Popular novels, films, and spurious travel accounts by tourists have identified Vodou (or its derivative, Voodoo or Hoodoo) incorrectly with evil spells cast by witches who make images of other persons, and perforate these images with pins. Other popular notions have related it to cannibalism and zombification. These characterizations could not be farther from the truth. They derive undoubtedly from many foreigners' racist attitudes, as well as fears caused by the slave rebellions that freed Haiti from French rule in 1804, and the guerilla rebellions that liberated Haiti from the United States' Marine occupation in 1934. The American Occupation of Haiti (1915-1934) followed a period of civil disorders, and was inspired by the Monroe Doctrine to protect American interests abroad.
Whatever the motives may have been in popularizing such derisive notions of Vodou, a serious examination of it reveals that none of its rituals confirms these popular views about it. Voodoo is a deterioration of the Dahomean term vodu or vodun, meaning deity or spirit. Hence, Vodou is a religion that, through a complex system of myths and rituals, relates the life of the devotee to hundreds of incommensurable spirits called lwas (from a Yoruba word for spirit), who govern all of life as well as the entire cosmos. These lwas (pronounced loa) are believed to manifest themselves not only in all of nature but specifically through the bodies of their devotees in spirit or trance possessions, a non-material achievement that allows these devotees to embody divine powers whom they believe free them from scarcity and anguish. Moreover, like many other religions of the world, Vodou is a system of beliefs and practices that gives meaning to life: it instills in its devotees a need for solace and self-examination, provides an explanation for death, which is treated as a spiritual transformation, a portal to the sacred world beyond, where productive and morally upright individuals, perceived by devotees to be powerful ancestral figures, can exercise significant influences on their progeny by possessing them. In short, it is an expression of a people's longing for meaning and purpose in their lives. By extension, the use of the term Vodou in Haiti is also generic, referring to a whole assortment of cultural elements: personal creeds and practices, including an elaborate system of folk medical practices; a system of ethics transmitted across generations, which encompass numerous proverbs and stories, songs and folklore; and various other forms of artistic expressions including painting , music, dance and sculpture.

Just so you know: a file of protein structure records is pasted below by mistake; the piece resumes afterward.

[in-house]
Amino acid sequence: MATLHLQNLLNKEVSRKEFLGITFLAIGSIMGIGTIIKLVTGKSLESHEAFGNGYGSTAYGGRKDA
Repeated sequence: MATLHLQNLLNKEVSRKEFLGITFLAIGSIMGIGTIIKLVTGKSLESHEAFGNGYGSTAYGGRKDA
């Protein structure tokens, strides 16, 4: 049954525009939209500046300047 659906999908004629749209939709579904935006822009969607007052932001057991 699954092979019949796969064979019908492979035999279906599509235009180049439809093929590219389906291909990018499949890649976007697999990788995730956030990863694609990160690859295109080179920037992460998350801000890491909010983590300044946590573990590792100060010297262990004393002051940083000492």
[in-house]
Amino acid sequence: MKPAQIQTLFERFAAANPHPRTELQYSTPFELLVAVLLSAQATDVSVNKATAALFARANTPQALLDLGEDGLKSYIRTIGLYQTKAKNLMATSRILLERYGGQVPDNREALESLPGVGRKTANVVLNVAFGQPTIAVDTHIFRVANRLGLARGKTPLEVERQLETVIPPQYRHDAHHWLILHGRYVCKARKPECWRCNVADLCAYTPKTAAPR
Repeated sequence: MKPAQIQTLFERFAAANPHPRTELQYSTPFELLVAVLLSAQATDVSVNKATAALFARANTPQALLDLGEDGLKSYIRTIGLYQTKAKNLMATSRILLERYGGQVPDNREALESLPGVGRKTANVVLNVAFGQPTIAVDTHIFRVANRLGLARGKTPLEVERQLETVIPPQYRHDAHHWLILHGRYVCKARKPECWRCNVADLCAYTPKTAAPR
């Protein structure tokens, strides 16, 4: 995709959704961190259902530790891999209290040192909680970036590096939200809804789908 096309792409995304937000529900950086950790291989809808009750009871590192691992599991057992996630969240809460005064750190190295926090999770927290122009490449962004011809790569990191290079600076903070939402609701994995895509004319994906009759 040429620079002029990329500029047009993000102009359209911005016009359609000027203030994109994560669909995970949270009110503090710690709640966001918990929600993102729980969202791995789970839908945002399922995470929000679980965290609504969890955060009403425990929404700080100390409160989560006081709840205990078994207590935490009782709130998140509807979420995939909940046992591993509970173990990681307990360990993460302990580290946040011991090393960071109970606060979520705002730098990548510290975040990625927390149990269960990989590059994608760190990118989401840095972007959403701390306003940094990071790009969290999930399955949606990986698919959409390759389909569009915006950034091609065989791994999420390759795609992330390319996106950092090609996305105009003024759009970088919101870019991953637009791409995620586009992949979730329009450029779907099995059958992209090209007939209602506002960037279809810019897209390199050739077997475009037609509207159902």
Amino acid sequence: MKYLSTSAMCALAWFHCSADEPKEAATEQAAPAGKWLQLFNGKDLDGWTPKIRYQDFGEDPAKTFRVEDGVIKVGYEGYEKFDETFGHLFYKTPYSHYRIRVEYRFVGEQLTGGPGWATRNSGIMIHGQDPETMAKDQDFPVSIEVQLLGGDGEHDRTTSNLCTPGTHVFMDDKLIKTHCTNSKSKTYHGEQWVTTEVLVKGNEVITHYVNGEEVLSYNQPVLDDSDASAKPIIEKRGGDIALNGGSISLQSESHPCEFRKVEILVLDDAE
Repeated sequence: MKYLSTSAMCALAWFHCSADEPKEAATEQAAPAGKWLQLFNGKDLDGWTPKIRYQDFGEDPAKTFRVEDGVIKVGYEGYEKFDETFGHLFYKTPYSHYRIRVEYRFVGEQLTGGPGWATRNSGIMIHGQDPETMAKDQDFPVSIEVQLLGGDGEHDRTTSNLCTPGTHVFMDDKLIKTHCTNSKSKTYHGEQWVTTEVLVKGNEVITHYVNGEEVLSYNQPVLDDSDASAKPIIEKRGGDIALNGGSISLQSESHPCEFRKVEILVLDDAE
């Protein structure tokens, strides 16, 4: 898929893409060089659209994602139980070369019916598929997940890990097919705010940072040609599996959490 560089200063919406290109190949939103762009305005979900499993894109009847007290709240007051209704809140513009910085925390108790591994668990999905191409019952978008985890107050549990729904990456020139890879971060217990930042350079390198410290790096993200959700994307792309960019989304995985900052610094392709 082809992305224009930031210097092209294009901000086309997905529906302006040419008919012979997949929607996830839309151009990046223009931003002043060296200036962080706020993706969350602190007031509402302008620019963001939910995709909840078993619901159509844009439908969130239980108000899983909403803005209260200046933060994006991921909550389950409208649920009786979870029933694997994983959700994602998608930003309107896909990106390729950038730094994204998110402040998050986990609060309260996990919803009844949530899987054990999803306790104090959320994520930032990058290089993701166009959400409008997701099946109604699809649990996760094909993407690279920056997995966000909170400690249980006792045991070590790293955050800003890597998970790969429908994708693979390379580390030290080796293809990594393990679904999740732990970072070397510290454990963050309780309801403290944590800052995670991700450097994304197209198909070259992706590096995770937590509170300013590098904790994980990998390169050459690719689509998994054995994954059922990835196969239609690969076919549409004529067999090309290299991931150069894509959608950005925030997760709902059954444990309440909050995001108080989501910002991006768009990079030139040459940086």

Despite its various manifestations, Vodou is more than belief; it is a way of life. It is practiced primarily in the home, and maintains a religious calendar with special feast days that require of its devotees their attendance at special ceremonies in the temples or ounfòs (pronounced unfo), and at pilgrimages in sacred places throughout Haiti. These ceremonies are officiated by priests or oungans (pronounced unga) and priestesses or mambos who constitute a loosely organized, but powerful local religious hierarchies. Vodou maintains neither theological nor ecumenical centers; hence, its religious specialists are trained informally by other practitioners, either through inheritance or through social contacts.